I completed my PhD in philosophy at King’s College London and am now a postdoctoral researcher in the Cognition, Values, Behaviour and the Crowd Cognition research groups at LMU Munich. My research lies at the intersection of philosophy, economics, and psychology. In particular, I focus on rational choice and game theory. I am primarily interested in the modes of reasoning by which we arrive at personal decisions when we socially interact with fellow humans and autonomous artificial agents.
Rational choice, game theory, nudge, human-AI interaction.
- Human-AI interaction. I investigate whether we are as likely to trust, take risks, and cooperate with artificial intelligence (AI) systems as we do with fellow humans. For more on this and related projects, please visit the page of our research network www.ai-partners.org.
- Deception in competitive advice-giving. I study the emergence of strategic deception in advice-giving when multiple advisers compete for our attention.
- Nudge. I evaluate when and whether nudged-based policies are the most effective and appropriate tools to influence our choices.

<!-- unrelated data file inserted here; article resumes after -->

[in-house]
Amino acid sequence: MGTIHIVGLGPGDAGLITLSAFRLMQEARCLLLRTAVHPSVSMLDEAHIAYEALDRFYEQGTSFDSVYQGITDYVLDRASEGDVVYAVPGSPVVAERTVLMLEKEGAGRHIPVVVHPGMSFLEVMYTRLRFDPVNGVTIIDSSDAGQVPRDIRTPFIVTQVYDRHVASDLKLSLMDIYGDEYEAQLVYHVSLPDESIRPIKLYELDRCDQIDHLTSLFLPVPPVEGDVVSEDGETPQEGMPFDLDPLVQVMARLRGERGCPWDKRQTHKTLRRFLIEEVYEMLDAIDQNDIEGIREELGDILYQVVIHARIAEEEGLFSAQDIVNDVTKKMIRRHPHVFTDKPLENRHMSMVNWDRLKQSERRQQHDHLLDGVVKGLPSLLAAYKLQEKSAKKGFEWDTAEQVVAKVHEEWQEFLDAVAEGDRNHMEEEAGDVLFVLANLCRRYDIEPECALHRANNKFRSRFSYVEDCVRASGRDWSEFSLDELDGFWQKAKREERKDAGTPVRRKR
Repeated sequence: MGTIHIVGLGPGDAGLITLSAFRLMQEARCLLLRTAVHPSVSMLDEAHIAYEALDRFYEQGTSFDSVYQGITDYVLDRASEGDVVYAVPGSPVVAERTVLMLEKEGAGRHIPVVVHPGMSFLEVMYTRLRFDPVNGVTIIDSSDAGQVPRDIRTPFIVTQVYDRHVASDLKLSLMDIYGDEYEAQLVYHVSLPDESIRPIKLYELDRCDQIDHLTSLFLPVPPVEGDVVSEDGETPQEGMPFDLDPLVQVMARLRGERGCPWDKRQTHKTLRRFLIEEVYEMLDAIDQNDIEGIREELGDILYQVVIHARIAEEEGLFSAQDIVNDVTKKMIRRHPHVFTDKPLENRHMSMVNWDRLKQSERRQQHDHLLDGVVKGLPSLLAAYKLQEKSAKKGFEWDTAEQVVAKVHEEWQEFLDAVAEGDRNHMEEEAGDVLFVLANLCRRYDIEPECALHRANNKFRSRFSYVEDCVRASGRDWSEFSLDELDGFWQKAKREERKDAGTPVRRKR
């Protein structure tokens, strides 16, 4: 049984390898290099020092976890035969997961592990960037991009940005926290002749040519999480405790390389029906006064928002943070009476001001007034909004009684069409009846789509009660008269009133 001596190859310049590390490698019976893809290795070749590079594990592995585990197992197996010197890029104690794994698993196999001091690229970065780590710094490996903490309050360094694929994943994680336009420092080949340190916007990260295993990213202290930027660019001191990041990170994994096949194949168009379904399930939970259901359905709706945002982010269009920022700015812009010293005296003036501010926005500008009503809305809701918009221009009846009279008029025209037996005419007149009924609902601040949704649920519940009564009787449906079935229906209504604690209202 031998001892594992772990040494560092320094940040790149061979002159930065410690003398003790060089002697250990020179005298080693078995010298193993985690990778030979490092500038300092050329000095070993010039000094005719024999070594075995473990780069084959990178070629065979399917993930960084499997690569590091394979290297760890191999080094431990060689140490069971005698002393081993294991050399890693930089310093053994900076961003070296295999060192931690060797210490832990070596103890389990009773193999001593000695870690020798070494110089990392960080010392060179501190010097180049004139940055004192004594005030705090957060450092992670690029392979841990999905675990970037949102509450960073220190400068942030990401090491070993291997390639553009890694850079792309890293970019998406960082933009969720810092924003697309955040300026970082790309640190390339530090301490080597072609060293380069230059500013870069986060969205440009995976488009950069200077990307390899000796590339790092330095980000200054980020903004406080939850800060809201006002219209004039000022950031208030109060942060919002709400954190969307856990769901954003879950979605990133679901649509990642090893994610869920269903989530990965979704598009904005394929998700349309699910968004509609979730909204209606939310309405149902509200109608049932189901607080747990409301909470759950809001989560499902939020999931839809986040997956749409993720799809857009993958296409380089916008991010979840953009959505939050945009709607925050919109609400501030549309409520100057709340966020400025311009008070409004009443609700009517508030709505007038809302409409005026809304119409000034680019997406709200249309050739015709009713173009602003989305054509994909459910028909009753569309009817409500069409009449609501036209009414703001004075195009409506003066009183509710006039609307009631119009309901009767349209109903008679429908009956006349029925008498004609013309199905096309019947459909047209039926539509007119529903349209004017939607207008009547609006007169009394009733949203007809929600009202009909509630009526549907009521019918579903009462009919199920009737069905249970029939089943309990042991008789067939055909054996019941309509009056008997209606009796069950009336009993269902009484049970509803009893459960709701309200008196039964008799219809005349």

- Team reasoning. I am developing the theory of team reasoning to explain why and when we cooperate with others.
Karpus, J. and Radzvilas, M. (Forthcoming) Game theory and rational reasoning. In: Heilmann, C. and Reiss, J. (eds.) The Routledge Handbook of Philosophy of Economics. Routledge.
Radzvilas, M. and Karpus, J. (2021) Team reasoning without a hive mind. Research in Economics, https://doi.org/10.1016/j.rie.2021.09.003.
Karpus, J., Krüger, A., Verba, J. T., Bahrami, B., and Deroy, O. (2021) Algorithm exploitation: humans are keen to exploit benevolent AI. iScience 24, 102679.
Beraldo, S. and Karpus, J. (2021) Nudging to donate organs: do what you like or like what we do? Medicine, Health Care and Philosophy 24, 329–340.
Karpus, J. and Radzvilas, M. (2018) Team reasoning and a measure of mutual advantage in games. Economics and Philosophy 34, 1–30.
Karpus, J. and Gold, N. (2017) Team reasoning: theory and evidence. In: Kiverstein, J. (ed.) The Routledge Handbook of Philosophy of the Social Mind. Routledge, 400–417.